Monday, July 20, 2009

An Industry Uses Social Media to Mourn Traditional Media

Today was an interesting day for those in the jewelry industry. One of the venerable old B2B magazines, Modern Jeweler, ceased operation. This comes on the heels of another venerable old brand, JCK, (my former magazine) coming within inches of suicide by annihilating its staff several months ago. These are magazines that each boast a 100+-year history. 

All afternoon, Facebook and Twitter were abuzz with the news. My own FB post alone received multiple replies almost immediately. Most agreed with my statement about being saddened by the news (and it is, indeed, incredibly sad). There were comments that ranged from "hating" what is happening to the industry, to horror that knowledgeable voices were being silenced, to "what will be left when we get through this recession?"

As someone who worked within this tight-knit industry for more than a decade, I can relate to the sentiments entirely. The fine jewelry industry, perhaps more than any other, resists change and values its old-school "relationship"-based history. However, as someone one step removed, and now very much immersed in analyzing the changing media as I strategize forward-thinking brand development and public relations/marketing plans, the contradiction between sentiment and reality strikes me as an astounding study in modern "communications"... for not just the jewelry industry, but for businesses, journalists and PR specialists in any field:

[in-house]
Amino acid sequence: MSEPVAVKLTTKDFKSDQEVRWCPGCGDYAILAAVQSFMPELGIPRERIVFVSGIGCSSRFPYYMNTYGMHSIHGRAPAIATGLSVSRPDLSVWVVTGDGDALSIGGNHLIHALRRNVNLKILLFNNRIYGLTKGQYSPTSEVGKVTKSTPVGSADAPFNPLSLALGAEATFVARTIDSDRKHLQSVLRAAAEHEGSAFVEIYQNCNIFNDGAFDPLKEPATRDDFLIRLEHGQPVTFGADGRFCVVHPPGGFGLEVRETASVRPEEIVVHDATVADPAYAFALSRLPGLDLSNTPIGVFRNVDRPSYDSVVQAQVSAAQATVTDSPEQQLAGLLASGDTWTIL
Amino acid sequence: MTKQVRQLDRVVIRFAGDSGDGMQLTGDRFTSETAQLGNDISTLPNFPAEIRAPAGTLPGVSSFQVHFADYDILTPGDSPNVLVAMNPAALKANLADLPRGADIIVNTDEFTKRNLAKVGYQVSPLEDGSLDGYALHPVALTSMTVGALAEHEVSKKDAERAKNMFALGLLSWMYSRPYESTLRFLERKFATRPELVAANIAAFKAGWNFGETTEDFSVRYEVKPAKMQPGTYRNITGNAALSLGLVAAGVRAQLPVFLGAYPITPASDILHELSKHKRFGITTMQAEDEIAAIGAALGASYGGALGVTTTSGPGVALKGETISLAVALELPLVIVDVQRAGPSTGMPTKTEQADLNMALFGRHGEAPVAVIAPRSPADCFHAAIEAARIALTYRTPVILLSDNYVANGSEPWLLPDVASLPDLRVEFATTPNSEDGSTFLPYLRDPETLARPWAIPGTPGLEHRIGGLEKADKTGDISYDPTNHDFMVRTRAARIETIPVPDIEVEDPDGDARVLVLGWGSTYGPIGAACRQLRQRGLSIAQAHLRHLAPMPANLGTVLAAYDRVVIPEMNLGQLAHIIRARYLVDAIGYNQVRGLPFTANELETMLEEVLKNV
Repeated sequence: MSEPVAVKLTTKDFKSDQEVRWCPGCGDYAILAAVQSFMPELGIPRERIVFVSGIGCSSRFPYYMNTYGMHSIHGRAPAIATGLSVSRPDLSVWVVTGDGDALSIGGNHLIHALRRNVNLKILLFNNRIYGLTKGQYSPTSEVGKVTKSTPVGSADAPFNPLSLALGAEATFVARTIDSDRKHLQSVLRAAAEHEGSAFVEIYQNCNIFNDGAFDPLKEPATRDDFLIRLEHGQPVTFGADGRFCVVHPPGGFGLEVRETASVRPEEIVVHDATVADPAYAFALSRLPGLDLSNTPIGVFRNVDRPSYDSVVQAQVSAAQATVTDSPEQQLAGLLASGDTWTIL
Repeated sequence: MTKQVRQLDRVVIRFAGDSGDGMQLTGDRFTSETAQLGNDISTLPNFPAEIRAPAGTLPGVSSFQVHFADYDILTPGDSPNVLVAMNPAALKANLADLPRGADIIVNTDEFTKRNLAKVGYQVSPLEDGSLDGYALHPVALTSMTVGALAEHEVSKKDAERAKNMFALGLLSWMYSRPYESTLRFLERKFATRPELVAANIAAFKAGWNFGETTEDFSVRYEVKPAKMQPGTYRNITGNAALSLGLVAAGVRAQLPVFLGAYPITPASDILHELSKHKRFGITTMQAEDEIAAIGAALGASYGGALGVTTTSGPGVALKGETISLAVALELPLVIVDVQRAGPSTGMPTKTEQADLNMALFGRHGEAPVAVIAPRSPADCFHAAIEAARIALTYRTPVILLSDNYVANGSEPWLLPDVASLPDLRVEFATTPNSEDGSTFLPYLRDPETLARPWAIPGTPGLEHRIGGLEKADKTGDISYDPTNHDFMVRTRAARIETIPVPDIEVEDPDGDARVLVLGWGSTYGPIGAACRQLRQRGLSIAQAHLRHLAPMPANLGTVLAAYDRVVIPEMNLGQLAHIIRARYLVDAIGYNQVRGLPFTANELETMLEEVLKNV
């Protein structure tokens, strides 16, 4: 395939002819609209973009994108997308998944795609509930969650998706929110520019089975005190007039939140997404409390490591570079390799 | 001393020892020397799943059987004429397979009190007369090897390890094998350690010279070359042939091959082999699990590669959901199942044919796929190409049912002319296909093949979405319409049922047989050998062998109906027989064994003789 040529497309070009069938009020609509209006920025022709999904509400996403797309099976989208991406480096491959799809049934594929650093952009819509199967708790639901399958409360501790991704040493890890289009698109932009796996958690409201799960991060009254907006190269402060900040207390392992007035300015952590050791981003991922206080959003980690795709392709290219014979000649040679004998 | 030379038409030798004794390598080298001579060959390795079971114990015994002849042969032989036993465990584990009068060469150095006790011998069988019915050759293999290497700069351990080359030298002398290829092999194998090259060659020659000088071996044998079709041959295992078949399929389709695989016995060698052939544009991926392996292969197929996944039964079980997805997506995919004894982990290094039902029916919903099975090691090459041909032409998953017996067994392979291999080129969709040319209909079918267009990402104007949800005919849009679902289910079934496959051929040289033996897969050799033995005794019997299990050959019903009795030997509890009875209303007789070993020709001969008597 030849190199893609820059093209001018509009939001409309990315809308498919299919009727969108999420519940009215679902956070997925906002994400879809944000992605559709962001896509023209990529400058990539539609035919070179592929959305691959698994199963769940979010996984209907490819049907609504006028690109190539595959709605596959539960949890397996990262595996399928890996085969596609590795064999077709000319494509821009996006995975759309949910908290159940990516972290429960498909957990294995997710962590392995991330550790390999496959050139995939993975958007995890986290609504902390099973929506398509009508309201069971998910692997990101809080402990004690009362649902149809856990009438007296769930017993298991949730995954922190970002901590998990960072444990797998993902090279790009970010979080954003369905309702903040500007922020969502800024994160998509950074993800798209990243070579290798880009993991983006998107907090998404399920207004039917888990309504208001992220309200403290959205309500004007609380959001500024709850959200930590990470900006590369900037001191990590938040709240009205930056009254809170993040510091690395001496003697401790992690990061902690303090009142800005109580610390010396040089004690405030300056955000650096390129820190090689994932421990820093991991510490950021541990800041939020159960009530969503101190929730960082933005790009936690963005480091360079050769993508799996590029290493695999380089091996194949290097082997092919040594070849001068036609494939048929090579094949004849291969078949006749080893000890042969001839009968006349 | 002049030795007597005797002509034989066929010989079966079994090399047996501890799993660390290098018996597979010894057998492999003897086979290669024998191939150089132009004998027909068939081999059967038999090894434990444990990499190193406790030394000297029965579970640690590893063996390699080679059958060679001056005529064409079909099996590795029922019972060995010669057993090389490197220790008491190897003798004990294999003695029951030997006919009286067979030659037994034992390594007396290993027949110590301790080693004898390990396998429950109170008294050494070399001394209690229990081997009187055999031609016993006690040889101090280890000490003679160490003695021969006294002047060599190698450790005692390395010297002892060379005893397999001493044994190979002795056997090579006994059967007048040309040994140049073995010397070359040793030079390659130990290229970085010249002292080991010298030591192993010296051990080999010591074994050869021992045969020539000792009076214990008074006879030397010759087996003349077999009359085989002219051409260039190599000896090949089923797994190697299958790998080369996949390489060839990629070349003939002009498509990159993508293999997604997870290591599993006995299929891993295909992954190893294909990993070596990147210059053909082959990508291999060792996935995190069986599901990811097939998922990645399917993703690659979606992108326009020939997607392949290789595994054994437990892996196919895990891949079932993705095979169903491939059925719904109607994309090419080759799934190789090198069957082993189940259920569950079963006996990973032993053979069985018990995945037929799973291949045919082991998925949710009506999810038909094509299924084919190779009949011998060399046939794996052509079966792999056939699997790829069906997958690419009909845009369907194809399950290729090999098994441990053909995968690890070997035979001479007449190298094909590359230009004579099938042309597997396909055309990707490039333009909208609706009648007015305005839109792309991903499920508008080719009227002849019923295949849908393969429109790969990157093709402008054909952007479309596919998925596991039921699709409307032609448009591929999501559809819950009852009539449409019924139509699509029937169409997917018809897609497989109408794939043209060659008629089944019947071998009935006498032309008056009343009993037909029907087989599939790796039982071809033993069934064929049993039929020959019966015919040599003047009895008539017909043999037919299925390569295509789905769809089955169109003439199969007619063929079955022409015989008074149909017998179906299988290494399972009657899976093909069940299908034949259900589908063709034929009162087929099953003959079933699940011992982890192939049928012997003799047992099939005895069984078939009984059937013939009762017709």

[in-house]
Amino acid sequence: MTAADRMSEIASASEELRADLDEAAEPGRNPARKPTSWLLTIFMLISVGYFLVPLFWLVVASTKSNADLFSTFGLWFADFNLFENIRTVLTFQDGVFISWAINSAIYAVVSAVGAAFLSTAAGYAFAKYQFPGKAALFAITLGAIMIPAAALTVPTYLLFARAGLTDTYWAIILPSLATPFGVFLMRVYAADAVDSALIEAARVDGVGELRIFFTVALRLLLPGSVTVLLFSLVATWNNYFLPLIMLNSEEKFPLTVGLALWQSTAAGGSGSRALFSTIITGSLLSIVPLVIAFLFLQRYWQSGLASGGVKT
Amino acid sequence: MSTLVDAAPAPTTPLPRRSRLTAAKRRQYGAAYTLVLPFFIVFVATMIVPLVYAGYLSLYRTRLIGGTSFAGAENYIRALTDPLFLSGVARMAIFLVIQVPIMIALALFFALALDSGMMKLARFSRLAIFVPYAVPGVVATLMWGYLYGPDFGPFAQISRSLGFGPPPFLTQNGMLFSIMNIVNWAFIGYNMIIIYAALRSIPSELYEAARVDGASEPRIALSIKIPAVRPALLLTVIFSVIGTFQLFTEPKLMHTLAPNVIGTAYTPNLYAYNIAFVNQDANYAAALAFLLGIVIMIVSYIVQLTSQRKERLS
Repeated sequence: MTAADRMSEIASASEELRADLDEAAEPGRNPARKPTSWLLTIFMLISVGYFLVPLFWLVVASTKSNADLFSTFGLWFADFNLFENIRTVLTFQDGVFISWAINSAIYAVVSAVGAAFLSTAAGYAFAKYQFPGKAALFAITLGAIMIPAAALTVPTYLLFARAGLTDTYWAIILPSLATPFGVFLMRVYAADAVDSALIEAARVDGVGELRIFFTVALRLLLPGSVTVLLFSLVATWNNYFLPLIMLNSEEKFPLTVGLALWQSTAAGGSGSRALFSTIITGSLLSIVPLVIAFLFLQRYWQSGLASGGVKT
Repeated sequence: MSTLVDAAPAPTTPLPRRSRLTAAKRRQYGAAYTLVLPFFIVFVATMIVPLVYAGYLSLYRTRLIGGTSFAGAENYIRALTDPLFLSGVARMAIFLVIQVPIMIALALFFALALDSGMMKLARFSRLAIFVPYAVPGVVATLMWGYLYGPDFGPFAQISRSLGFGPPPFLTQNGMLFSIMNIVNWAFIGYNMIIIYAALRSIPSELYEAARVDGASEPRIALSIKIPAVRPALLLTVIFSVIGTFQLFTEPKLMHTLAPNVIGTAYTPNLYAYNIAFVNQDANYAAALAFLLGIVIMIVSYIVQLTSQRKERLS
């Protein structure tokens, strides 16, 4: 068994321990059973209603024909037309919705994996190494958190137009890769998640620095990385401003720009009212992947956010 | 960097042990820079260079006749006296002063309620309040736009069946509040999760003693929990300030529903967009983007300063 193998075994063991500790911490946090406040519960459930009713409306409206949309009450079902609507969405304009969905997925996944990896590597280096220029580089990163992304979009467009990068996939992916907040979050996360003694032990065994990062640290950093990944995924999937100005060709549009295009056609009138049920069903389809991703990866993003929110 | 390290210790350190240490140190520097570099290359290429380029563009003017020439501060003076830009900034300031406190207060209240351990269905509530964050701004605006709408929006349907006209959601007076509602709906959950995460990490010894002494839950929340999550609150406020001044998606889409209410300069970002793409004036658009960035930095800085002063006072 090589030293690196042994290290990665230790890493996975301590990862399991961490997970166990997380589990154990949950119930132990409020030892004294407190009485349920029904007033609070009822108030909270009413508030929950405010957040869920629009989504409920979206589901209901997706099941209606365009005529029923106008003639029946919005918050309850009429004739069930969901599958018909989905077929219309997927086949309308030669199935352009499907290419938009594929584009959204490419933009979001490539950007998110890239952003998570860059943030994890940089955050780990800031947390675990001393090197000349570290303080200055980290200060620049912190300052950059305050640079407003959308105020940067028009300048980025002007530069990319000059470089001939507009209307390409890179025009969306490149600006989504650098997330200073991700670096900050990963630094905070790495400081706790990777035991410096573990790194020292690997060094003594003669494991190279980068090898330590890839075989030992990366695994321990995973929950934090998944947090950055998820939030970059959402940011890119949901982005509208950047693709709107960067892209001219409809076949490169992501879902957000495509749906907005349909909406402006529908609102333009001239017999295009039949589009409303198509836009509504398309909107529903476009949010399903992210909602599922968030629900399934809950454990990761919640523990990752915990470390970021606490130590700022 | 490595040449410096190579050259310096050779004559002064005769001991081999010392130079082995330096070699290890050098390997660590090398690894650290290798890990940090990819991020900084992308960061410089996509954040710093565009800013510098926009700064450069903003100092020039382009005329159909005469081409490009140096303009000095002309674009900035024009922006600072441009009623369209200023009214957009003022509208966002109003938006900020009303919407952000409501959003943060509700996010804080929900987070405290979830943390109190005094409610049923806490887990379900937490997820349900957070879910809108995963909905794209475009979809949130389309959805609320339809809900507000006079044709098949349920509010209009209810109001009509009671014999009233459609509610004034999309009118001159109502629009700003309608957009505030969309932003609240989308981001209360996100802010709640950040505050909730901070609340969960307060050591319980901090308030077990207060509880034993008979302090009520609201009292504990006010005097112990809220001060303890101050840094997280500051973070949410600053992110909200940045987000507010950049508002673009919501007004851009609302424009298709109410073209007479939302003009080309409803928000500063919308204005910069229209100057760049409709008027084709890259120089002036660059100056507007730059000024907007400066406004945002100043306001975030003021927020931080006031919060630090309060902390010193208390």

Several hours post announcement, Facebook and Twitter continue to buzz about the news that the industry has lost a respected traditional B2B magazine. At the same time, of the three remaining jewelry B2B pubs, only one has posted the news on their website (there is nothing to be found about it on the other two major jewelry publications' sites). Further, the one magazine that did post a story received no comments about it. 

And therein lies the irony. If ever there was a clear-cut example of how social media is reshaping the world of business--and sidelining traditional media that doesn't keep up--it is this event today. One of my FB friends expressed hope that the editors of the now-defunct magazine will maintain a social media presence. I second that... while the "traditional" publication may be gone, the vast knowledge of its editors need not be lost. Instead, take this news and the resulting reaction is a perfect example of how media (and business) is evolving. While change isn't ever comfortable, and no one is certain of what lies ahead, at least one positive seems assured: Whatever may come, the voices are not silenced and information is not stifled... I'd venture to say the voices are louder and clearer; and the information is spreading at a faster rate than ever before. Instead, the mode of communication is simply evolving.  

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